The day was marked by demonstrations in many places, with the largest ones in Prague and in the Northern Moravian city of Ostrava. Both right and left wing radicals - skinheads and anarchists - used the holiday to present their own views.
These two - otherwise irreconcilable groups - found a common language on Sunday - both expressed their strong opposition against the bombardment of Afghanistan and against Czech support for the United States.
The official celebrations culminated at Prague Castle on Sunday evening, where president Vaclav Havel awarded 44 outstanding figures of Czech political, cultural and sports life with high state distinctions. The awardees included signatories of the anti-Communist movement Charter 77 - whose spokesman was Vaclav Havel for some time - and others involved in the so-called 'third resistance movement', meaning those who fought against the Communist authorities - against all the odds and repression they were exposed to. In a speech to mark the occasion, delivered before the packed Vladislav Hall at Prague Castle, President Havel criticized the fact, that until now, the Communist party leaders have not yet been properly punished:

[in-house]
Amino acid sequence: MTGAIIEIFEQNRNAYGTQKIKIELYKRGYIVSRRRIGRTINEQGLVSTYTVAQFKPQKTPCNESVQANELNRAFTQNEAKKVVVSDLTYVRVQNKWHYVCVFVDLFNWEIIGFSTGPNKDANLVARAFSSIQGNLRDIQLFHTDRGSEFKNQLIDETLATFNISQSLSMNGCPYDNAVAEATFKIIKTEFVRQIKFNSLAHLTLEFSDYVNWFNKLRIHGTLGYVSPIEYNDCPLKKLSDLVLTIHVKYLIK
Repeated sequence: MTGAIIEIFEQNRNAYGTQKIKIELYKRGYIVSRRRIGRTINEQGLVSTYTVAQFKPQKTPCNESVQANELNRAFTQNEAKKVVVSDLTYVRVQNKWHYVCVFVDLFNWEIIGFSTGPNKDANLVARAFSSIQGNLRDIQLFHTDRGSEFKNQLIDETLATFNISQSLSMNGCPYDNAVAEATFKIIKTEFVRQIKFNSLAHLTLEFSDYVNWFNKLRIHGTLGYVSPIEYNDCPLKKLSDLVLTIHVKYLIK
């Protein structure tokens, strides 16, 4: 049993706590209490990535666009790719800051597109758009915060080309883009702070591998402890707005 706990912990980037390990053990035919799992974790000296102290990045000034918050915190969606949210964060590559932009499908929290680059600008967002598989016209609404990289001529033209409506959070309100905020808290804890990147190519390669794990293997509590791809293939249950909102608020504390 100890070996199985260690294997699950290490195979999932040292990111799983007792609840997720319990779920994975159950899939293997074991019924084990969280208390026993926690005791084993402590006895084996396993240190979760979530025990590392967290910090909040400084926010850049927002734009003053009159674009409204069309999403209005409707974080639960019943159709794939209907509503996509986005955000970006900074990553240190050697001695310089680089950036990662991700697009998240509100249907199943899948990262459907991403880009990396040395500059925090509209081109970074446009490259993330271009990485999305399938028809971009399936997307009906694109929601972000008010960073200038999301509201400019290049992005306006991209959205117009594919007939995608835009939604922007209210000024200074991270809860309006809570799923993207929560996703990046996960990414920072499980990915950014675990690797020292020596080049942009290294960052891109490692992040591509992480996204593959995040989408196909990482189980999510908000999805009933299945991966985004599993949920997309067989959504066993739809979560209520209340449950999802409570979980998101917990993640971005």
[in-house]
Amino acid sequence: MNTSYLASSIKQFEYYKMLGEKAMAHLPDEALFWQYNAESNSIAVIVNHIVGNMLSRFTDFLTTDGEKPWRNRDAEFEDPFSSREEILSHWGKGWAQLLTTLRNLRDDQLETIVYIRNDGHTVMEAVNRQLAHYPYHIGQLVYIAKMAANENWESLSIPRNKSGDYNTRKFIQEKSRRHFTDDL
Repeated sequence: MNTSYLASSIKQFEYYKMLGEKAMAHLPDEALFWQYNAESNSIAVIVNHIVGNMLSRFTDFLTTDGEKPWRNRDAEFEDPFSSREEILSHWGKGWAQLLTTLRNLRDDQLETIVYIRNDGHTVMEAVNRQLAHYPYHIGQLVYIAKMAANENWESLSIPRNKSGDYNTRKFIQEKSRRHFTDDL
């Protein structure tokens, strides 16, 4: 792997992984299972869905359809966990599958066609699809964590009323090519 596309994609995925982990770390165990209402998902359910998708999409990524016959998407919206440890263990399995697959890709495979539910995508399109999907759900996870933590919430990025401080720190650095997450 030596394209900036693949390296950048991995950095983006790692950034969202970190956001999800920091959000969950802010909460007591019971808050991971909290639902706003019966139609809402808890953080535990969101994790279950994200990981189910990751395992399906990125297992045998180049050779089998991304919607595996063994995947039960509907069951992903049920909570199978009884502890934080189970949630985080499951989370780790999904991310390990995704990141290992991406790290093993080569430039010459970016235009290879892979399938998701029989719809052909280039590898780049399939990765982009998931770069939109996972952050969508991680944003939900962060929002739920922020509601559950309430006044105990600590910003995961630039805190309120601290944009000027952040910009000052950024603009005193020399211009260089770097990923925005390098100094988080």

"Their cases, if they are brought to court at all, have been for some dubious reasons discussed for many years, each time some shortcomings emerge, be they real or fictitious, and all this results in obstacles that bar the court from reaching a verdict."
The president, who was released from hospital just to be able to take part in the festive ceremony and then had to return immediately to his hospital bed, also spoke about the communist thinking that still prevailed in the minds of many Czechs, and said it had only obtained a capitalist veneer. "All those who think and act independently and critically, are once again being attacked," the president said when describing contemporary Czech society.
Radio Prague spoke with one of the awardees, Barbara Coudenhove-Kalergi, who received the Tomas Garrigue Masaryk Order for outstanding merits in the fight for democracy and for the observation of human rights. She was born in Prague, but was expelled from Czechoslovakia after WWII. Mrs. Coudenhove worked as an Austrian newspaper correspondent in Prague and she always reported openly on all the crimes committed by the communist regimes in Central Europe.
"It was a joy and honour to receive this order from president Havel, he is somebody I admire very much. And apart from that I take it also as a sort of gesture towards those, who like me had been expelled from Czechoslovakia in 1945 - the German speaking minority, and the fact that I now received this decoration makes me feel that the president has also tried to extend his hand to this group."